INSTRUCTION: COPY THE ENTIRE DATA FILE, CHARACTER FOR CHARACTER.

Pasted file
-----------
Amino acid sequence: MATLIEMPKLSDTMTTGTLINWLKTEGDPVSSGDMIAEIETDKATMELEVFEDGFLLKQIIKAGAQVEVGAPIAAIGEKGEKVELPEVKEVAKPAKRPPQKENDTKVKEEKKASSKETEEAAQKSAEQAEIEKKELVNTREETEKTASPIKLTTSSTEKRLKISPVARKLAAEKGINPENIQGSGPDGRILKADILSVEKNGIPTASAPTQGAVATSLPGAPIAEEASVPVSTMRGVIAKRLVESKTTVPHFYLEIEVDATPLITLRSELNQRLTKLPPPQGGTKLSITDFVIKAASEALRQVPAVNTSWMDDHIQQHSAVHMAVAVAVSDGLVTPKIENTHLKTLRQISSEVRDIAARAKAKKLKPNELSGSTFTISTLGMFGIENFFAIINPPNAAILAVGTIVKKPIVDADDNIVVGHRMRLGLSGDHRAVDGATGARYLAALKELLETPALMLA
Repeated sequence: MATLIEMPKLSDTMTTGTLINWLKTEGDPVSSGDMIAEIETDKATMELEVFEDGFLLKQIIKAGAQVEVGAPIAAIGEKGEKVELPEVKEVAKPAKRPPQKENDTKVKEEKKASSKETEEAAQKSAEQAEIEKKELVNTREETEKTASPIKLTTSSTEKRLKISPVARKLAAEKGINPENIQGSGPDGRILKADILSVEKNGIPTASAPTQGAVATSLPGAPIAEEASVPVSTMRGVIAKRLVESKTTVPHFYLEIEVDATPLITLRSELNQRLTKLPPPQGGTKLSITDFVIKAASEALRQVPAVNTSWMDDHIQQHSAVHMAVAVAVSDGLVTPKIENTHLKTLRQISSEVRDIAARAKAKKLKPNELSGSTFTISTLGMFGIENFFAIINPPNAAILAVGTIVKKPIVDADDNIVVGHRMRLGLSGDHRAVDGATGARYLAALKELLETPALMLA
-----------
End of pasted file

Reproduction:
Amino acid sequence: MATLIEMPKLSDTMTTGTLINWLKTEGDPVSSGDMIAEIETDKATMELEVFEDGFLLKQIIKAGAQVEVGAPIAAIGEKGEKVELPEVKEVAKPAKRPPQKENDTKVKEEKKASSKETEEAAQKSAEQAEIEKKELVNTREETEKTASPIKLTTSSTEKRLKISPVARKLAAEKGINPENIQGSGPDGRILKADILSVEKNGIPTASAPTQGAVATSLPGAPIAEEASVPVSTMRGVIAKRLVESKTTVPHFYLEIEVDATPLITLRSELNQRLTKLPPPQGGTKLSITDFVIKAASEALRQVPAVNTSWMDDHIQQHSAVHMAVAVAVSDGLVTPKIENTHLKTLRQISSEVRDIAARAKAKKLKPNELSGSTFTISTLGMFGIENFFAIINPPNAAILAVGTIVKKPIVDADDNIVVGHRMRLGLSGDHRAVDGATGARYLAALKELLETPALMLA
Repeated sequence: MATLIEMPKLSDTMTTGTLINWLKTEGDPVSSGDMIAEIETDKATMELEVFEDGFLLKQIIKAGAQVEVGAPIAAIGEKGEKVELPEVKEVAKPAKRPPQKENDTKVKEEKKASSKETEEAAQKSAEQAEIEKKELVNTREETEKTASPIKLTTSSTEKRLKISPVARKLAAEKGINPENIQGSGPDGRILKADILSVEKNGIPTASAPTQGAVATSLPGAPIAEEASVPVSTMRGVIAKRLVESKTTVPHFYLEIEVDATPLITLRSELNQRLTKLPPPQGGTKLSITDFVIKAASEALRQVPAVNTSWMDDHIQQHSAVHMAVAVAVSDGLVTPKIENTHLKTLRQISSEVRDIAARAKAKKLKPNELSGSTFTISTLGMFGIENFFAIINPPNAAILAVGTIVKKPIVDADDNIVVGHRMRLGLSGDHRAVDGATGARYLAALKELLETPALMLA